Jack is a successful oilfield services salesman who’s just been left by his wife Sophie, who has taken the kids and set out to make Jack’s life hell. Julie is a talented but poor girl he meets when his daughter leaves her shoes at the activity center where she works. When Jack, in the grip of depression, makes an awkward pass at Julie, she’s insulted and offended—yet somehow these two hit it off. But their budding romance is threatened by Sophie’s continuing campaign to destroy Jack’s life.
This is a well-written book that I read through in one sitting because I wanted to see how it came out. Jack and Julie are interesting, complex characters that I enjoyed reading about, and the writing is full of vivid, realistic details that added a lot to the story. The sex is well done and original, and unlike some erotic romances I’ve read, doesn’t overpower the story despite the heat (unlike some pieces I’ve read where the story is just there to hold the sex scenes together). Definitely worth the read.
Interview with Bella Chal:
What inspired you to become a writer?
I've always written, but for the last twenty years it's mostly been documentation and reports. I began writing fiction again in December 2012 by tackling a large story I'd always dreamed of writing... and failed utterly. I had completely underestimated how difficult good storytelling can be.
What made you want to write erotica?
Challenged by my failure, I tried writing shorter practice stories to improve my descriptions, dialog, and plotting skills. These stories started off as little erotic vignettes and romantic scenes. As I improved, I tried tying them together in longer serial stories. When I started posting them online, I was happy to discover readers really connected with the stories and characters. That's when I decided to publish one of my stories which became Inseparable.
What does your writing area look like?
My writing area is just a thin silver laptop I take everywhere. I write during lunch and most evenings sitting beside my spouse on our couch. I have two small children at home, so my time is limited, but I've still managed to average about 800 words a day over the last couple of years.
How did you come up with your title?
I didn't, believe it or not! My publisher, Pub Yourself Press, did a fantastic job creating the perfect cover and title for the book. In fact, the whole editing and publishing process was a dream with them.
Do you work with an outline, or just write?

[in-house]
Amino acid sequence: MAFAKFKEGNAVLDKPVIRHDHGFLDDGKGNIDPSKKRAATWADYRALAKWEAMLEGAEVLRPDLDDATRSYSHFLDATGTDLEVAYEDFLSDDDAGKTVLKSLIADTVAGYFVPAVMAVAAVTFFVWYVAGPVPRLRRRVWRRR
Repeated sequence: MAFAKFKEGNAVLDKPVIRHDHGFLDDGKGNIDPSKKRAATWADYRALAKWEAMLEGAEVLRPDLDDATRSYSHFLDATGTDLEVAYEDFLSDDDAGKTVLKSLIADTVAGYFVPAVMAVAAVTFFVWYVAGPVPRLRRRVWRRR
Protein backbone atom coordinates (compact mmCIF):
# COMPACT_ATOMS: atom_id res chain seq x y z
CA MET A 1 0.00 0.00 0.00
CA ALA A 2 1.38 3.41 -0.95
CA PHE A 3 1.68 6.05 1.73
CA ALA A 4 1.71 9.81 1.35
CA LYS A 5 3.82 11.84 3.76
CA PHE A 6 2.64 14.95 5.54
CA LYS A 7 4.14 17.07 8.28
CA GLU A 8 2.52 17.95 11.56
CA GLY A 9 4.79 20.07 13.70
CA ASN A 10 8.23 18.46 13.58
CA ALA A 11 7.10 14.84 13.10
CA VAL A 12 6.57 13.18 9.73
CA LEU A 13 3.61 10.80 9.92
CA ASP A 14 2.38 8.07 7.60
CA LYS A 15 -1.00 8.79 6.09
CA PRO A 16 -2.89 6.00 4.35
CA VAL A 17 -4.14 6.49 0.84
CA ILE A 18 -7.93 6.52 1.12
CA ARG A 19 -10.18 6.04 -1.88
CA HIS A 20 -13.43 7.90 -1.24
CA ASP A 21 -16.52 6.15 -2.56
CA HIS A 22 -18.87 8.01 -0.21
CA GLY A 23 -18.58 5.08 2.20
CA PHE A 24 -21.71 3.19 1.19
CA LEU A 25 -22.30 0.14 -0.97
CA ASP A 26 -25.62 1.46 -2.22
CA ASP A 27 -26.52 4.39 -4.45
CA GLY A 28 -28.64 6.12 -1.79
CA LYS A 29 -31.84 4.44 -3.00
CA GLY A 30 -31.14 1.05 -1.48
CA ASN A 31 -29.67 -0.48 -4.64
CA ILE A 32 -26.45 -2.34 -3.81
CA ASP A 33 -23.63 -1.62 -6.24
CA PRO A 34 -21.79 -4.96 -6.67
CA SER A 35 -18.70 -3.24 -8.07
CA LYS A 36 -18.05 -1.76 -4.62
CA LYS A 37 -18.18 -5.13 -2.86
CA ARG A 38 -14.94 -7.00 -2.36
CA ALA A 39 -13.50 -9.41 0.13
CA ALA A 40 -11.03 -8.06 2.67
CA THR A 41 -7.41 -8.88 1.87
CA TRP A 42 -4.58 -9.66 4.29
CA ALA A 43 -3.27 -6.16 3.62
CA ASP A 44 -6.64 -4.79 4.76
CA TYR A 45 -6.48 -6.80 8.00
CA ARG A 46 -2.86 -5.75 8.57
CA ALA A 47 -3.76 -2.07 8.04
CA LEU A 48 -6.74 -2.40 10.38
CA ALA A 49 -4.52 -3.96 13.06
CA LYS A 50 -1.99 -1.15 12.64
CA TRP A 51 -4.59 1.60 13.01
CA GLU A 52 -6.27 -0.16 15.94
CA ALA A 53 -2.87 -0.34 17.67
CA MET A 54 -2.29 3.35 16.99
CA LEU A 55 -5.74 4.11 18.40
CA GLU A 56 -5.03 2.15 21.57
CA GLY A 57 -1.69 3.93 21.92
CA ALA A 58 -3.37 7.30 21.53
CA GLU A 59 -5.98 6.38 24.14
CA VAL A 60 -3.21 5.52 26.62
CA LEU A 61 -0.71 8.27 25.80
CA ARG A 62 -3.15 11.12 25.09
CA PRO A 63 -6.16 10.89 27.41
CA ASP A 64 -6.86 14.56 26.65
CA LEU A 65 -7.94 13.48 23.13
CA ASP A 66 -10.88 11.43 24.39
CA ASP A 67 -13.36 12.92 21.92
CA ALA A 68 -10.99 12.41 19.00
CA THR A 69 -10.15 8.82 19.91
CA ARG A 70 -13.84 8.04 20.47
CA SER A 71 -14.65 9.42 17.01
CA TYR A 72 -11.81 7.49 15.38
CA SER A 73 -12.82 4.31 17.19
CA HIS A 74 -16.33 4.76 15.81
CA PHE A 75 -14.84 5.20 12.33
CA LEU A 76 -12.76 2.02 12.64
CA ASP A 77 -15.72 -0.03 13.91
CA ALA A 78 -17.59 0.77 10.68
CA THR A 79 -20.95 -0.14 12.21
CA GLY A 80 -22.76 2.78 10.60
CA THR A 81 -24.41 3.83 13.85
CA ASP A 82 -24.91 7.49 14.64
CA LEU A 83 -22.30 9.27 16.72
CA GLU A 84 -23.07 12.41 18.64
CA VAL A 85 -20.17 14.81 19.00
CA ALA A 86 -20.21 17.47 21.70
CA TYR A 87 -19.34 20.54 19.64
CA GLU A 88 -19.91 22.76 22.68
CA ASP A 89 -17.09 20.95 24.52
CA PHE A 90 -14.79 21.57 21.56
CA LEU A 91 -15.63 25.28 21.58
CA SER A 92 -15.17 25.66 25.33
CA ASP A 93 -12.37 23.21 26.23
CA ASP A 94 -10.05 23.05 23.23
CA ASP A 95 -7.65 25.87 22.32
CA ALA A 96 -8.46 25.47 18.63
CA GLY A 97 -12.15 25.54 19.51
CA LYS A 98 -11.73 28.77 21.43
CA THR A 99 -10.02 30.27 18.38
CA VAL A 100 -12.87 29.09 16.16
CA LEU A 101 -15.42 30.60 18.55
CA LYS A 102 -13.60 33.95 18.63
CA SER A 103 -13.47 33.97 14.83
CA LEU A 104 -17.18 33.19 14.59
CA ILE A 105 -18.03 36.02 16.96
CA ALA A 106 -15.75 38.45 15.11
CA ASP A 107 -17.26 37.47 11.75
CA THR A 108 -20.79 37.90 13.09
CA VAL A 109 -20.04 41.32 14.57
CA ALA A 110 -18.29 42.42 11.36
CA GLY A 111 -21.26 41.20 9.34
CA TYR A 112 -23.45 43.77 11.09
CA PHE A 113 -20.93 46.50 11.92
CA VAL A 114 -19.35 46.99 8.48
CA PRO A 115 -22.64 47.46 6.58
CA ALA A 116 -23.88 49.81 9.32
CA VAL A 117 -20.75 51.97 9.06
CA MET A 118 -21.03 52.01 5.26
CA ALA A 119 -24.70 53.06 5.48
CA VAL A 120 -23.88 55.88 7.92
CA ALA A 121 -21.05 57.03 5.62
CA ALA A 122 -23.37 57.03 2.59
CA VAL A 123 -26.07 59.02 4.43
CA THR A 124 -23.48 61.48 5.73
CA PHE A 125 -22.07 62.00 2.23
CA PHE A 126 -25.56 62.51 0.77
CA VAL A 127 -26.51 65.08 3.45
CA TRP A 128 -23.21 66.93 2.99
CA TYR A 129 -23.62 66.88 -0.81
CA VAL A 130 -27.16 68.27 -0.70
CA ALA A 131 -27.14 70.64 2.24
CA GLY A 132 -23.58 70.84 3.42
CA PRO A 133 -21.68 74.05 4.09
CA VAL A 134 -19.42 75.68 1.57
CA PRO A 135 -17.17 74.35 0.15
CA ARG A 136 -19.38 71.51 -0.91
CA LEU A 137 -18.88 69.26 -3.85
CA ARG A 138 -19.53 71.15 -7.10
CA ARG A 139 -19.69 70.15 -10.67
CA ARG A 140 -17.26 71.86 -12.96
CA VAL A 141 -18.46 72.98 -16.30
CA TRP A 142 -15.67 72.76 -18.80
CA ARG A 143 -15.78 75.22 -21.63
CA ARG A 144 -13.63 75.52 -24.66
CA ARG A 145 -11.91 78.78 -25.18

Both, but at different times. Sometimes when I start with a story idea, I need to get in the main characters' heads before I can see where the story should go. Sometimes I write and throw away 30,000 words to get their voices and motivations clear in my mind. Then I jot down the major plot points and character moments in a rough chapter outline. When I start writing, the ideas firm up and I begin to detail out scenes and transitions.
How did you bring life to your characters?
I outline a few key characteristics and motivations to start with for each major point-of-view character. Then I determine where I want the be from and live, then start writing practice scenes where I imagine them interacting. Sometimes these practice scenes make it in the book, but even if I throw them away it helps create a unique voice for them to tell their story.
Do you write under a pen name?
A number of them, actually, but I'll never tell which one is the real me!
What was the best writing advice that someone has ever given to you?
Keep emotional distance from your story and characters. When your editor tells you particular characters, scenes, or chapters need to be cut or rewritten you can do it easier. Falling in love with your own words seems romantic, but the truth is some of my favorite bits only ever worked in my head. On the page they came off completely wrong, so I learned to keep my distance and trust my editor. I think my writing is better for it.
For those who might consider reading your book, what would you tell them to expect?
I write stories about people you could imagine running into at the mall or grocery store. They aren't perfect, or rich, or supernaturally endowed, so for me the trick has been to make the characters relatable and sympathetic. The focus is on romance themes and explicit sex, but it's the character growth throughout the story that I work hardest on.
What is your favorite thing about being an Indie writer?
The writing! I've learned so much telling stories that it's like peeking behind the curtain at the theater when I was little and seeing the sets, lights, and actors. There are so many interesting things I can see authors do with dialog, description, and plots now that I was never aware of before. Storytelling is an art and I'm having the time of my life learning about it!
Bella Chal writes new adult erotic romance from a comfortable couch in the southern United States. Outside of writing, Bella spends time with family and friends, drinking wine, and plotting to take over the world.
Find Inseparable at these Locations:
Connect with Bella Chal: